During his surveys Nicollet studied and described the local geology as best he could. Unfortunately he was hampered not just by his own limited knowledge but by that of geology itself, still very much a young science. A case in point was the "erratic deposite" (obs. sp. of deposit) he inevitably found immediately beneath the soil—jumbled accumulations of sand, gravel, pebbles, clay, and most curious, rounded boulders from afar.

When we left Nicollet last month, he was preparing a report to accompany his map. He devoted an entire section to Erratic deposites—"species of deposite of the kind for a long time known by the name of diluvium; but as this word implies a theoretic idea as regards the accumulation of such deposites, the cause of which is still open to controversy ... I have, therefore, used the latter expression [erratic deposites]". Thus Nicollet managed to avoid a raging debate then underway. But not for long.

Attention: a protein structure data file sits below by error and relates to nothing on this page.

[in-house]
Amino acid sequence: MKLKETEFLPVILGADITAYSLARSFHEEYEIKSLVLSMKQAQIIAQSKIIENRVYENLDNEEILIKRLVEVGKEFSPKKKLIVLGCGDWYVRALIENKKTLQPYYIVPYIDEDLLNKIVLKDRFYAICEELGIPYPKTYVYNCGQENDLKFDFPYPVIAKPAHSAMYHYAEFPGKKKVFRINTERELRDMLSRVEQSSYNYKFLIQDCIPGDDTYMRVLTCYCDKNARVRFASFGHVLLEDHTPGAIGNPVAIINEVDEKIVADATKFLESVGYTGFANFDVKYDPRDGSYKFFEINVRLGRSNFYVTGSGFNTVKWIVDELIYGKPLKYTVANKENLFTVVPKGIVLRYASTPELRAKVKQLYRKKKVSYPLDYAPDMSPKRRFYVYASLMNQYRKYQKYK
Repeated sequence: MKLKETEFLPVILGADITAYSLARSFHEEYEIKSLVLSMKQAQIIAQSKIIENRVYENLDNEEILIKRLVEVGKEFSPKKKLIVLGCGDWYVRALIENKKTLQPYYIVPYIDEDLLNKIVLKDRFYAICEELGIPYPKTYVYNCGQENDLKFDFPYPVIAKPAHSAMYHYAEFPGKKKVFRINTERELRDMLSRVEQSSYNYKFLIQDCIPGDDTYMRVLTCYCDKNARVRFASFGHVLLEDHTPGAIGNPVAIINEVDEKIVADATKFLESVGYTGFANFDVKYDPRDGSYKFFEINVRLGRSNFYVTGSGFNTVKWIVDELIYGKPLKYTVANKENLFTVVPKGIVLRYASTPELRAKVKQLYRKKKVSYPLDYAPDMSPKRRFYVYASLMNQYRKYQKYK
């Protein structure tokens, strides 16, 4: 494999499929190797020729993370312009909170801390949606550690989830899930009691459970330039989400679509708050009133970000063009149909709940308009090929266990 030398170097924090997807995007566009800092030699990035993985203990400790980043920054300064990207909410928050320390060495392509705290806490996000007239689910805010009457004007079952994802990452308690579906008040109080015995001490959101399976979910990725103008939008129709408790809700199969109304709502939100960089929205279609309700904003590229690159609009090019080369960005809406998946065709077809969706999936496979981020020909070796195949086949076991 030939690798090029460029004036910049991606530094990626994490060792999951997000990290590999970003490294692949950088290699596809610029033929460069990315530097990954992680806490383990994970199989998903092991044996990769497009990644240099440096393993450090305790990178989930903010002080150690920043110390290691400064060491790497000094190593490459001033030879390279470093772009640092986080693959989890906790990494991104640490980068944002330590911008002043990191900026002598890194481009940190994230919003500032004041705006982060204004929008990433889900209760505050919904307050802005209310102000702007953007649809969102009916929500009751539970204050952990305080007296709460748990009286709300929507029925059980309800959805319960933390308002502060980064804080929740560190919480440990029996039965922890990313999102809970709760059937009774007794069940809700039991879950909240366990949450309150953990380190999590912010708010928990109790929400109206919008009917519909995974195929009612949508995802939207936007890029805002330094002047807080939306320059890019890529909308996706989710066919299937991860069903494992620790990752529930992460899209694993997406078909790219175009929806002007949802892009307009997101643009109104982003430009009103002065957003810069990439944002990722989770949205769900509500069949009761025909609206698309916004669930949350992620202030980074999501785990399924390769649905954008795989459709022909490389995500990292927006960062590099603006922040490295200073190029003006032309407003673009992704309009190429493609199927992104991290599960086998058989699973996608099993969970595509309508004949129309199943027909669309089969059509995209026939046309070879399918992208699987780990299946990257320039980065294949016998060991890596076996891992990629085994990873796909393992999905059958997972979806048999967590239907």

These deposits had long puzzled geologists. Why were they a jumbled mix of type and size, unlike the nicely stratified alluvium of streams and lakes? How did immense rocks travel so far? The widely-accepted explanation was the Diluvial Theory, which invoked a global flood—the Hand of God—to answer such difficult questions.
"How vast must have been the impulsive force which could carry such enormous masses ... deposited for the surprise of the geologist or the contemplation of the thoughtful!" (Figiuer 1863) (1)
But revolution was in the air. Geologist Louis Agassiz was pushing the Glacial Theory, arguing that during glacial epochs ice from the north advanced far south and mountain glaciers flowed to lower elevations. This is why we now find glacial features—striations, polish, jumbled deposits, and such—far from any ice.

In the spring of 1843, the Association of American Geologists and Naturalists held its fourth annual meeting. Among subjects discussed was the highly controversial drift (American term for erratic deposits). A committee of experts had been assembled the year before, Nicollet among them. Now each would share his findings and conclusions.